Ashfaqulla Khan

Ashfaqulla Khan

Shaheed Ashfaqulla Khan
Born (1900-10-22)22 October 1900
Shahjahanpur, United Provinces, British India
Died 19 December 1927(1927-12-19) (aged 27)
Faizabad jail, United Provinces, British India
Nationality Indian
Other names Ashfaq Ulla Khan
Organization Hindustan Republican Association
Known for Indian freedom fighter

Ashfaqulla Khan  pronunciation  (Urdu: اشفاق الله خان (22 October 1900 – 19 December 1927) was a freedom fighter in the Indian independence movement who had sacrificed his life along with Ram Prasad Bismil. Bismil and Ashfaq were good friends and Urdu poets (Shayar). Bismil was the pen name of Pandit Ram Prasad whereas Ashfaq used to write poetry with the pen name of 'Hasrat'.

Ashfaqulla Khan was hanged in a conspiracy against the British Raj in the twentieth century. He was a prominent figure of the Hindustan Republican Association.[1]

Early life

Ashfaqullah Khan was born on 22 October 1900 in Shahjahanpur in Uttar Pradesh. His father, Shafiq Ullah Khan belonged to a Mughal family which was famous for their military background. His maternal side was of the family was better educated and many of those relatives had served in the police and administrative services of British India. His mother Mazhoor-Un-Nisa Begum was an extremely pious lady. Ashfaqullah was the youngest amongst all his four brothers. His elder brother Riyasat Ullah Khan was a class mate of Pandit Ram Prasad Bismil. When Bismil was declared absconder after the Mainpuri Conspiracy, Riyasat used to tell his younger brother Ashfaq about the bravery and shayari of Bismil. Since then Ashfaq was very keen to meet Bismil, because of his poetic attitude. In 1920, when Bismil came to Shahjahanpur and engaged himself in business, Ashfaq tried so many times to contact him but Bismil paid no attention.

In 1922, when Non-cooperation movement started and Bismil organised meetings in Shahjahanpur to tell the public about the movement, Ashfaqullah met him in a public meeting and introduced himself as a younger brother of his classmate. He also told Bismil that he wrote poems under the pen-names of 'Warsi' and 'Hasrat'. Bismil listened to some of his couplets in a private get-together at Shahjahanpur and they became good friends. Ashfaq often wrote something and showed it to Bismil who immediately corrected or improved the same. Thus a very good poetic alignment between Ashfaq and Bismil developed and it was so familiar that whosoever listened to them in any of the poetic conferences called Mushaira in Urdu language was overwhelmed with surprise.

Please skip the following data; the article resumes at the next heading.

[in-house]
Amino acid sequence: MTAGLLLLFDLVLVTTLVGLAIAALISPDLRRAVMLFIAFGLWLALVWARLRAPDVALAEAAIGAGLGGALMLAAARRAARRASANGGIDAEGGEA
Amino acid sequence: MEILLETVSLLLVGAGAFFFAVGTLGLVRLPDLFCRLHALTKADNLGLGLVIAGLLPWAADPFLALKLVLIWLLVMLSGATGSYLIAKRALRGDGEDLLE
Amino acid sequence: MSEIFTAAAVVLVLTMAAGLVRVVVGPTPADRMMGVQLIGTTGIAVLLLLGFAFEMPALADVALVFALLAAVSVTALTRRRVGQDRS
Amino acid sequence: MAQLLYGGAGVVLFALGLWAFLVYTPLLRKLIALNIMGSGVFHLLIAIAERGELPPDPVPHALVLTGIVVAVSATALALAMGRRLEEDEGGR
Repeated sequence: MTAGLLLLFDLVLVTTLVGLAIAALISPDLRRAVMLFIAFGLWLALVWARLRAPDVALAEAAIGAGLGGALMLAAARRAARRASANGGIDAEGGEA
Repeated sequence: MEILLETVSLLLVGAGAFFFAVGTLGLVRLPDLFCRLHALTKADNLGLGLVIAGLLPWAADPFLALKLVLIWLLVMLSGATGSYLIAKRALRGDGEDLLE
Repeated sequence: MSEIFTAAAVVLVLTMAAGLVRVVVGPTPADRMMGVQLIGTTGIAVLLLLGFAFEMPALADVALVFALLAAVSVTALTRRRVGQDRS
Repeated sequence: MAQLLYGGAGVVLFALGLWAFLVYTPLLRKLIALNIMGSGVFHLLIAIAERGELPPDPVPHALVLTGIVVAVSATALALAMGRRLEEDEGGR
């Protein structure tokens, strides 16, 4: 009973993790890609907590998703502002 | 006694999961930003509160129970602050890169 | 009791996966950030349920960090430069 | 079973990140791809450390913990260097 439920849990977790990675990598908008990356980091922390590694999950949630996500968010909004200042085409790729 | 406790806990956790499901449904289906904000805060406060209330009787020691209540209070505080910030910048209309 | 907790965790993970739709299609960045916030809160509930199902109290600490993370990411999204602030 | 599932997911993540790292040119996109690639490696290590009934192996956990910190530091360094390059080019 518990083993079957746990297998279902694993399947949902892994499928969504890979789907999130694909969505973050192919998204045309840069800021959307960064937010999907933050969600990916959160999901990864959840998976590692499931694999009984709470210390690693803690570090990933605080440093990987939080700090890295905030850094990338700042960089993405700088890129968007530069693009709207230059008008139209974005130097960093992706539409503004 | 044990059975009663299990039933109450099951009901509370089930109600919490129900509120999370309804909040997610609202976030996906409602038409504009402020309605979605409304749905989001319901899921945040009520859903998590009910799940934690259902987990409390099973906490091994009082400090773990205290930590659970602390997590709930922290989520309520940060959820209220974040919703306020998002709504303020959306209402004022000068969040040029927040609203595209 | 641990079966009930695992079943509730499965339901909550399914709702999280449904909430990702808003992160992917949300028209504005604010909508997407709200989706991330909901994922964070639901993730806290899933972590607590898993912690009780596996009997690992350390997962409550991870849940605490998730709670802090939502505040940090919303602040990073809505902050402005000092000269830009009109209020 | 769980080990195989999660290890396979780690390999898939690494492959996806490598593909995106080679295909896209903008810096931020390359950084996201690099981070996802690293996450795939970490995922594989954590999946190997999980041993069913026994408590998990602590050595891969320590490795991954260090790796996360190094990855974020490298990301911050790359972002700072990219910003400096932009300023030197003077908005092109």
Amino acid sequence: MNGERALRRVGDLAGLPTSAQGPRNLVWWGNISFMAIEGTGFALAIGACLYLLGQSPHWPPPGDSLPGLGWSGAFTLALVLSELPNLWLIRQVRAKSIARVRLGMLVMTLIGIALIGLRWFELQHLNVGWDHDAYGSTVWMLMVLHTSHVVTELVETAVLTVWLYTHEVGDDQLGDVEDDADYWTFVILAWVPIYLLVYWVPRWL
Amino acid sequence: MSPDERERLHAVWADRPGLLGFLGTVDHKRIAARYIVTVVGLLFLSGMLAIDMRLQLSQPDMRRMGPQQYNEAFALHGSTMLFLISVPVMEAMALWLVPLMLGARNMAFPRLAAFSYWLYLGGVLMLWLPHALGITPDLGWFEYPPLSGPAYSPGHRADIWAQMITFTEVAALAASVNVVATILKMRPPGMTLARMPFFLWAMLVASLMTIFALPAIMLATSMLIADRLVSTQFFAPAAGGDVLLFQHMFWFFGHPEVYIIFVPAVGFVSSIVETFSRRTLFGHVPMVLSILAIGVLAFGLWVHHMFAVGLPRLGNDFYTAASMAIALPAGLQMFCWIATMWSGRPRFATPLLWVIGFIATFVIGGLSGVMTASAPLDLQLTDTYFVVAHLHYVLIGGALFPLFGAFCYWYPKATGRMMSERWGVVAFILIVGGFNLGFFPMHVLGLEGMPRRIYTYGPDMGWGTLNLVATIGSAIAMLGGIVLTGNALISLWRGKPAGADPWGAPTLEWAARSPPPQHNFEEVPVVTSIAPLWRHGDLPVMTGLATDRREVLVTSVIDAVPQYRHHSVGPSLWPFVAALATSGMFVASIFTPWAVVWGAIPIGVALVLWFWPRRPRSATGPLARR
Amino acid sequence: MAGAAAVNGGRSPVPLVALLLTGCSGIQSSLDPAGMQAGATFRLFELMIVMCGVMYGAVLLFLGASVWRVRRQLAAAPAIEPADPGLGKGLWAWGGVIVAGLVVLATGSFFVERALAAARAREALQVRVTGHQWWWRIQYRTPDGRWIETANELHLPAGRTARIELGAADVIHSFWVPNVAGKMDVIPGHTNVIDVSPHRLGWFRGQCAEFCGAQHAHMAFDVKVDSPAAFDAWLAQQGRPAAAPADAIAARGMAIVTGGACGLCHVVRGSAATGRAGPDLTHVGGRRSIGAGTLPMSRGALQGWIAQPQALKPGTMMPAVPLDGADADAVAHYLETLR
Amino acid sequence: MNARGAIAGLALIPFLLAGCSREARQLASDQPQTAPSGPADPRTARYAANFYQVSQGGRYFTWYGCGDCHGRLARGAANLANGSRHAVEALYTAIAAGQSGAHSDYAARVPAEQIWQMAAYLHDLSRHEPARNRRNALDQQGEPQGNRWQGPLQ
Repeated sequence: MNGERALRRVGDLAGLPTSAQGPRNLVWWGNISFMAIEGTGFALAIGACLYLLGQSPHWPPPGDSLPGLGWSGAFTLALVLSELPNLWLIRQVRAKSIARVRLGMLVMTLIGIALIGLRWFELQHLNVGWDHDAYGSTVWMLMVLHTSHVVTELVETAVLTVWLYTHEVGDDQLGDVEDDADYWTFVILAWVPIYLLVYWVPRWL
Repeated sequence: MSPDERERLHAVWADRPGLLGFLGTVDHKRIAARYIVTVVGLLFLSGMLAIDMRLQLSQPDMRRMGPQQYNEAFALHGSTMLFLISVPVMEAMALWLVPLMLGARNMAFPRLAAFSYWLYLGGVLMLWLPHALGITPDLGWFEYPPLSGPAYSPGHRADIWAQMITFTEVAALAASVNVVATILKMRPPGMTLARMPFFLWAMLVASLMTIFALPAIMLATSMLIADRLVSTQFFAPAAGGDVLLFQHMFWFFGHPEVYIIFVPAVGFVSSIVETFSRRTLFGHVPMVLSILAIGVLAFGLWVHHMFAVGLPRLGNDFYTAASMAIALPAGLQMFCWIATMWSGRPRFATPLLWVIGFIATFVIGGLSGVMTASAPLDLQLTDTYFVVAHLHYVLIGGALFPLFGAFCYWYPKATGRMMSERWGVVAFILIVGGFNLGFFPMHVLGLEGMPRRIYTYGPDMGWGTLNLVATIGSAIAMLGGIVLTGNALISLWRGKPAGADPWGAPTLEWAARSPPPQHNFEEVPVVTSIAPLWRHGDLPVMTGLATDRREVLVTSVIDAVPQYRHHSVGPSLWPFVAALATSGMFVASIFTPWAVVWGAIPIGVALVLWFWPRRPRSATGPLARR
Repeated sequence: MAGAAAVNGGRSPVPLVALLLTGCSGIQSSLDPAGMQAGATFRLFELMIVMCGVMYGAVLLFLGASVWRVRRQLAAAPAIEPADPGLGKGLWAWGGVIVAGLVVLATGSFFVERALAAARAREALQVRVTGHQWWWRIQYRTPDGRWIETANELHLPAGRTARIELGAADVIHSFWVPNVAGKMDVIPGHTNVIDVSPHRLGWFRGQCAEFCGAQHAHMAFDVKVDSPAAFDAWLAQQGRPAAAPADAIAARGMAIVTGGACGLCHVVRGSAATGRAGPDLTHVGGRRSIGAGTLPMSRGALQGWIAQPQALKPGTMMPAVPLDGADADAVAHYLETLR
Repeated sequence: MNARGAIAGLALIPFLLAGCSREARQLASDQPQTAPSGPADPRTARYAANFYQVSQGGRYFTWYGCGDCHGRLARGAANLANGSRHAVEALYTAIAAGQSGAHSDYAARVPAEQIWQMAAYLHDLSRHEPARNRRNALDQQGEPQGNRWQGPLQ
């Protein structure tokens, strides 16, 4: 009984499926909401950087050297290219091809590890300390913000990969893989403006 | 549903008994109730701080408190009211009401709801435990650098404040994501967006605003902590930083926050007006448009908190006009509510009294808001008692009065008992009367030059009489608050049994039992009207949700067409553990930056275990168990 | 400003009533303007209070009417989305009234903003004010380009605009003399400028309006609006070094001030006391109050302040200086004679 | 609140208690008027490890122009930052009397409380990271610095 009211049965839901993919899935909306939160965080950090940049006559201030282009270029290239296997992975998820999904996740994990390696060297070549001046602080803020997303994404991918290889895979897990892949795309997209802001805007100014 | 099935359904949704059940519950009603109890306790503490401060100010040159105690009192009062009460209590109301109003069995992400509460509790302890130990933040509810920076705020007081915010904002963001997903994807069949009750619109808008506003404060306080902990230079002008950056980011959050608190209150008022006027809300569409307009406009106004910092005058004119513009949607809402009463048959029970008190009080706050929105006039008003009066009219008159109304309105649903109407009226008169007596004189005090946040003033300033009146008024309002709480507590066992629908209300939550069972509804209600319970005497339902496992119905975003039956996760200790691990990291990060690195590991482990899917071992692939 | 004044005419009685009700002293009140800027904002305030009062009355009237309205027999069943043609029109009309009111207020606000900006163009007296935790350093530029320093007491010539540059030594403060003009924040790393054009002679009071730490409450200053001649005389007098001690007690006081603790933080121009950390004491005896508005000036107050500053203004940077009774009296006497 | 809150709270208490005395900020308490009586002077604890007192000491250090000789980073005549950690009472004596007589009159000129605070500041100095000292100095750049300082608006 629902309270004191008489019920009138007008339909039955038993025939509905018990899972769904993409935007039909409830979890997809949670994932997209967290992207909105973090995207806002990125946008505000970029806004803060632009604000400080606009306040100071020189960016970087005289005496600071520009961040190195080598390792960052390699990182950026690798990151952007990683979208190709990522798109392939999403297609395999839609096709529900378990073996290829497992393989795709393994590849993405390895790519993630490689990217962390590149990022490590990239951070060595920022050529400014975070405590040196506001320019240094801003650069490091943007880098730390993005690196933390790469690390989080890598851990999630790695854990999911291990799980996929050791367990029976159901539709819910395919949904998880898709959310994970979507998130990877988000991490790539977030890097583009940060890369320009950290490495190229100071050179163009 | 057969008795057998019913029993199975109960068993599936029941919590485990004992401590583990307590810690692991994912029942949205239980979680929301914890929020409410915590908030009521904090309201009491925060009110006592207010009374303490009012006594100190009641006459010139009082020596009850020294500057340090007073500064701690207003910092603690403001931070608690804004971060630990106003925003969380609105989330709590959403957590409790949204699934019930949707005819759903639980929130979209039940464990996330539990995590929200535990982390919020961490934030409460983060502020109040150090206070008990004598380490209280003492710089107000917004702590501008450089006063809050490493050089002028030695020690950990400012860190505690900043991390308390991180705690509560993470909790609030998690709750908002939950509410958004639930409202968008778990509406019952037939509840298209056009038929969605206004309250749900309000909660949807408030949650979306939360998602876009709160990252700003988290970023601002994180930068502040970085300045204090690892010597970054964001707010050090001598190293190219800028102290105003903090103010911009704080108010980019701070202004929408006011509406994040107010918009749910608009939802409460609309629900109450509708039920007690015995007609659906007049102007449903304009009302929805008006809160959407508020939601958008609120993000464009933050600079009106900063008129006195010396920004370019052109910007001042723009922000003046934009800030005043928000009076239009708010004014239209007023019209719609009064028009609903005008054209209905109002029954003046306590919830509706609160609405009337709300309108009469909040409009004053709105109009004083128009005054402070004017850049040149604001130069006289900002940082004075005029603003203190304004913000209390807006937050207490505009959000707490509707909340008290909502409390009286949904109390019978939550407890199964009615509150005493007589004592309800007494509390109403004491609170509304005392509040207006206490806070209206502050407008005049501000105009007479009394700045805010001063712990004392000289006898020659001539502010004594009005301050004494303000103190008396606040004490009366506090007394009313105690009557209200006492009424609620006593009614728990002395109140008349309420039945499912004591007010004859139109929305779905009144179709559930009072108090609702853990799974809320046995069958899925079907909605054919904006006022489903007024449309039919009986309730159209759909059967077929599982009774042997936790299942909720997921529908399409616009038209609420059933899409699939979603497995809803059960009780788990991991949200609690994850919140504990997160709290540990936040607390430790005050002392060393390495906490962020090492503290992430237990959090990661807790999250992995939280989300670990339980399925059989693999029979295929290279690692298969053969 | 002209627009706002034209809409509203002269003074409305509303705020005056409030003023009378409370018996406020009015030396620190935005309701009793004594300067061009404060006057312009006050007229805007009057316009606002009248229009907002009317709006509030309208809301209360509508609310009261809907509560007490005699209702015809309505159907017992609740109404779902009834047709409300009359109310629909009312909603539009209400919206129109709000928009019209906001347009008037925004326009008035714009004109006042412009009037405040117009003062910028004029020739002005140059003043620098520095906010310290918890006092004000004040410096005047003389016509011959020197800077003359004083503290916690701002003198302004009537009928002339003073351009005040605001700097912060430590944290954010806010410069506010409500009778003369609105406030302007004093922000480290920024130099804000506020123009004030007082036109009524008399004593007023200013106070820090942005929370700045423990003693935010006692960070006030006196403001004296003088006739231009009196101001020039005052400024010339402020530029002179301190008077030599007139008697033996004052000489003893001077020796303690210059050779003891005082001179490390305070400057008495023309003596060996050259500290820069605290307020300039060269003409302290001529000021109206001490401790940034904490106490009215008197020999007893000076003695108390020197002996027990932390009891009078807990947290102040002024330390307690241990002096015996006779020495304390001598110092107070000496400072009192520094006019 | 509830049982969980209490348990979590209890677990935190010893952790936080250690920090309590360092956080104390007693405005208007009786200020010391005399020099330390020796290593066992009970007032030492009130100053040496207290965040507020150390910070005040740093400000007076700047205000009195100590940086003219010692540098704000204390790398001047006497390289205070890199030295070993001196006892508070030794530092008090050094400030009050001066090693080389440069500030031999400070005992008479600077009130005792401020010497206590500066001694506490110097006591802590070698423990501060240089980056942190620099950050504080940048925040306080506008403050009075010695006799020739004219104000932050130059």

Friendship with Bismil

When Mahatma Gandhi withdrew the Non-Cooperation Movement after the Chauri Chaura incident in 1922, so many Indian youths were left dejected.[1] Ashfaq was also one of them. He felt that India should become free as soon as possible and so he decided to join the revolutionaries and also win the friendship of Pandit Ram Prasad Bismil, a famous revolutionary of Shahjahanpur.

Pandit Ram Prasad Bismil, an active member of Arya Samaj, never bore in mind any prejudice against any religious community. This was the only reason behind it that won the heart of Ashfaq and he became a confident friend of Bismil.Ashfaq was a devout Muslim and together with "Bismil" had the common objective of a free and united India. They sacrificed their lives on the same day of 19 December 1927 as martyrs for India, but in different jails[1] of Faizabad and Gorakhpur.

Kakori train robbery

The revolutionaries felt that soft words of non violence could not win India its Independence and therefore they wanted to make use of bombs, revolvers and other weapons to instill fear in the hearts of the Britishers living in India. Although the British Empire was large and strong yet even just a very few Englishmen could conquer India due to the country's untrained armies and political divisiveness. The withdrawal of the non cooperation movement by so-called leaders of Congress united revolutionaries scattered throughout the country. But the newly started revolutionary movement required money to support its need. One day while traveling on a train from Shahjahanpur to Lucknow Pandit Ram Prasad Bismil noticed every station master bringing money bags into the guard who kept them in a cash chest in his cabin. This cash chest was handed over to the station superintendent at Lucknow junction. Bismil decided to loot the government money and utilise it against the same government which had been continuously looting India for more than 300 years. This was a beginning of Kakori train robbery.

To give a flip to their movement and buy arms and ammunition to carry out their activities, the revolutionaries organised a meeting on 8 August 1925 at Shahjahanpur. After a lot of deliberations it was decided to loot the government treasury carried in the 8-Down Saharanpur - Lucknow passenger train. On 9 August 1925, Ashfaqulla Khan and eight other revolutionaries looted the train under the leadership of Pandit Ram Prasad Bismil. They were Rajendra Lahiri from Varanasi, Sachindra Nath Bakshi from Bengal, Chandra Shekhar Azad from Unnao, Keshab Chakravorthy from Calcutta, Banwari Lal from Rai Bareli, Mukundi Lal from Etawah, Manmath Nath Gupta from Benaras and Murari Lal from Shahjahanpur.